Ponte Ferries – a new fast-ferry service connecting Malta to Augusta in Sicily – finally began operating yesterday after months of deadlock that left hundreds of passengers fuming following last-minute mass cancellations in August.
The delay was blamed on the Sicilian ports authorities’ failure to issue the necessary permits in time, but The Shift has found that these were actually made available just a week after the originally planned start date.
In June, Ponte announced the start of much-anticipated competition on the Malta-Sicily ferry crossings, and began selling tickets in advance for its scheduled maiden voyage on 6 August and subsequent daily crossings between the islands.
However, as anticipated by The Shift weeks before, Ponte was forced to cancel the 6 August launch of their service at the eleventh hour because the Italian authorities had not yet issued the required berthing permits, although the Maltese company had already started selling ferry tickets for passengers and their vehicles.
The Shift can now confirm that Ponte was actually given the go-ahead to start operating their daily fast-ferry commute from as early as 11 August – a week after their official announced launch.
However, the new ferry operator still failed to begin its operations, meanwhile claiming that its competitor – Virtu Ferries – had made a last-minute challenge in an attempt to block Ponte’s permit. Virtu has denied this.
Official documents obtained by The Shift show that the Augusta Port authorities, in a move to alleviate the frustration of stranded Ponte clients, issued the nascent company with a permit to start its crossings on 11 August.
Asked yesterday to confirm that Ponte was indeed offered the possibility of starting their service just a week later than announced, the company declined to give a reason why they waited a further three months to officially launch their service.
Ponte Ferries is owned by Fortina Group and Gozo’s Magro Group. Fortina Group CEO Edward Zammit Tabona has failed to reply to questions asking him to confirm that the company was not ready to start operations in August, despite its public announcements to the contrary.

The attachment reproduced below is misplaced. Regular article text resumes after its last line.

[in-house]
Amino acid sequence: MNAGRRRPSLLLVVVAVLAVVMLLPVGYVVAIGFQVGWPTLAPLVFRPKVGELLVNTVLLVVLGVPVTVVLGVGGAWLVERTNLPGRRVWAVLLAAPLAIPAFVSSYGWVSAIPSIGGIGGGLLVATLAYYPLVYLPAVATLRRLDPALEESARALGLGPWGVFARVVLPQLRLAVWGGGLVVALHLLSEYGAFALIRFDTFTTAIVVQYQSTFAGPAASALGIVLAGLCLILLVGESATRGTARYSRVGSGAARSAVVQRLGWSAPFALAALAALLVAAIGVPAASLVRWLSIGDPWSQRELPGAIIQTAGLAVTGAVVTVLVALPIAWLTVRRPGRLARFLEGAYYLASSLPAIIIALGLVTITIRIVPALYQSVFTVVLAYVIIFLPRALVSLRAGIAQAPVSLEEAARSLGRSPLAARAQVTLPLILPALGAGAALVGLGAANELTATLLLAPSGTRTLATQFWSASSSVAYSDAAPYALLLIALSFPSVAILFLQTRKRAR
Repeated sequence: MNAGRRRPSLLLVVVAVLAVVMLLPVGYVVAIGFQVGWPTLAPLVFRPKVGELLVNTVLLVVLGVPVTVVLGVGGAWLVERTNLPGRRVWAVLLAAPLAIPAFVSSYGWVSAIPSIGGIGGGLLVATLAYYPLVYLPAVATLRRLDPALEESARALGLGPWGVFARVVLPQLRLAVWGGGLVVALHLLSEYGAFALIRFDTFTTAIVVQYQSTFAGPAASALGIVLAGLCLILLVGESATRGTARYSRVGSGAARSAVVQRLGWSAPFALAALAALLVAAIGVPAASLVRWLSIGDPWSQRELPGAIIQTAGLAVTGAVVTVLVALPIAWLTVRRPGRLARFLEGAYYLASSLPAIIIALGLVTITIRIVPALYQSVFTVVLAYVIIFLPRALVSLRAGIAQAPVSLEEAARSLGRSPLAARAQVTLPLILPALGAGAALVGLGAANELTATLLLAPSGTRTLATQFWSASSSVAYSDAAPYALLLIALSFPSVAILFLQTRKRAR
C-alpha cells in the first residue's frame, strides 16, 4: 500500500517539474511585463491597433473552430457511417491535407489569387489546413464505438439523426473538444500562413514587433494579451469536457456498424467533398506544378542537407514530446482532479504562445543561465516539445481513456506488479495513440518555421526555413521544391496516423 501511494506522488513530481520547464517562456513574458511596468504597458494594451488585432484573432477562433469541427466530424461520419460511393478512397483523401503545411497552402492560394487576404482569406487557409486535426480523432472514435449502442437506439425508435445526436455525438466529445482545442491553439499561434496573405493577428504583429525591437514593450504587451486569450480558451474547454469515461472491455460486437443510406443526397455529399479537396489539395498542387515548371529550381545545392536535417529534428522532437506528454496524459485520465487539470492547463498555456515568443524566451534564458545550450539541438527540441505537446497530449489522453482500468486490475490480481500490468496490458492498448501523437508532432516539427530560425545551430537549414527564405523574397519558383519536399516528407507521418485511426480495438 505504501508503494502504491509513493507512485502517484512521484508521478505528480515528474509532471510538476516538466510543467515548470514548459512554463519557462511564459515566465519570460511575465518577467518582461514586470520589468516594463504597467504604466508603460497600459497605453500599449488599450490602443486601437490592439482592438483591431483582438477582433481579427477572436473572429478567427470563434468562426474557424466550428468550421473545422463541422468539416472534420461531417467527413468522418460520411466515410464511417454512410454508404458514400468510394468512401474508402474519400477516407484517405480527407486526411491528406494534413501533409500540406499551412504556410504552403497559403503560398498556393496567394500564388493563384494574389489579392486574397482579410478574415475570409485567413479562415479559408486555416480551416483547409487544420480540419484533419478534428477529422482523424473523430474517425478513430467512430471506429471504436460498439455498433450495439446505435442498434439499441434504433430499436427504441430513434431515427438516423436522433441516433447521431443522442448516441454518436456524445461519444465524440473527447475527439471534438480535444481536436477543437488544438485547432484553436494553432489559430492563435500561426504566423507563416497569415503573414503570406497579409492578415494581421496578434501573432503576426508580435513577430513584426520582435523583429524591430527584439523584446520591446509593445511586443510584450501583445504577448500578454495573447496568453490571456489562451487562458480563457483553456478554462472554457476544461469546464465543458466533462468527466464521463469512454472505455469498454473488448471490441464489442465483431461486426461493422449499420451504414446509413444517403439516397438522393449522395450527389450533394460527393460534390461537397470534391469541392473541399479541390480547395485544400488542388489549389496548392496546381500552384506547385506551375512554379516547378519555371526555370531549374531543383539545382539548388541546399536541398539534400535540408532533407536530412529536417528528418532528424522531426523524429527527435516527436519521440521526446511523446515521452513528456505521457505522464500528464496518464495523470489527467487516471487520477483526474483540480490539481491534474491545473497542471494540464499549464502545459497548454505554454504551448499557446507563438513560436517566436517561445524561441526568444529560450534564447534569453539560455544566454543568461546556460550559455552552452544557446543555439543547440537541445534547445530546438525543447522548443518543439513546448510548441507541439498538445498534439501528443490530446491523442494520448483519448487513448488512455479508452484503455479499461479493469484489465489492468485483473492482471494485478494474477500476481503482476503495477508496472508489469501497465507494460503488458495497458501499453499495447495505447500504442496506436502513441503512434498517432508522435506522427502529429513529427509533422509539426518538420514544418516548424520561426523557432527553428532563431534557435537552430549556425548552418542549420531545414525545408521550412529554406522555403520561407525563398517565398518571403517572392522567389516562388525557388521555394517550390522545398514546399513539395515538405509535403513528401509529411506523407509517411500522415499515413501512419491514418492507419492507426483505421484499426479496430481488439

The Shift is informed that Ponte’s ferry – the 20-year-old HSM Artemis – was still not in a technical position to sail in August as more work was needed on the vessel to get it in shape to tackle the daily eight-hour crossings to Augusta and back.
Customers who had their summer holiday plans dashed by Ponte yesterday complained to The Shift that despite being given replacement vouchers for their tickets, they’re still unable to plan when to make use of them.
“So far, Ponte is only taking bookings for a month, until 17 December,” one client said, complaining that his family still can’t book to spend Christmas in Sicily.
The Shift has also attempted to make online bookings for dates after 17 December, but wasn’t able to either.
Travellers’ welcome competition
The start of Ponte’s crossings was welcomed by many frequent visitors to the southern Italian island, anticipating more competition on a service which has been dominated by Virtu Ferries for decades.
Over the past 30 years, there have been many attempts by different companies to enter the Malta-Sicily ferry market, including by Italian maritime giant Grimaldi.
However, most of these were short lived, leaving Virtu Ferries as the only company offering a consistent service on this popular route.
With the entrance of a new player on the market, Maltese and Italian commuters will now be able to travel daily between Malta and Pozzallo through Virtu, and between Malta and Augusta – which is closer to Catania – five times a week with Ponte.
Virtu has already announced that it is also planning to start daily crossings directly to Augusta and Catania, although this is subject to clearance from the respective port authorities, which has still not been issued.
The Shift is informed that a third Maltese company is also planning to start offering catamaran crossings to Sicily in the next few months. However, this is still a work in progress and no announcements have yet been made.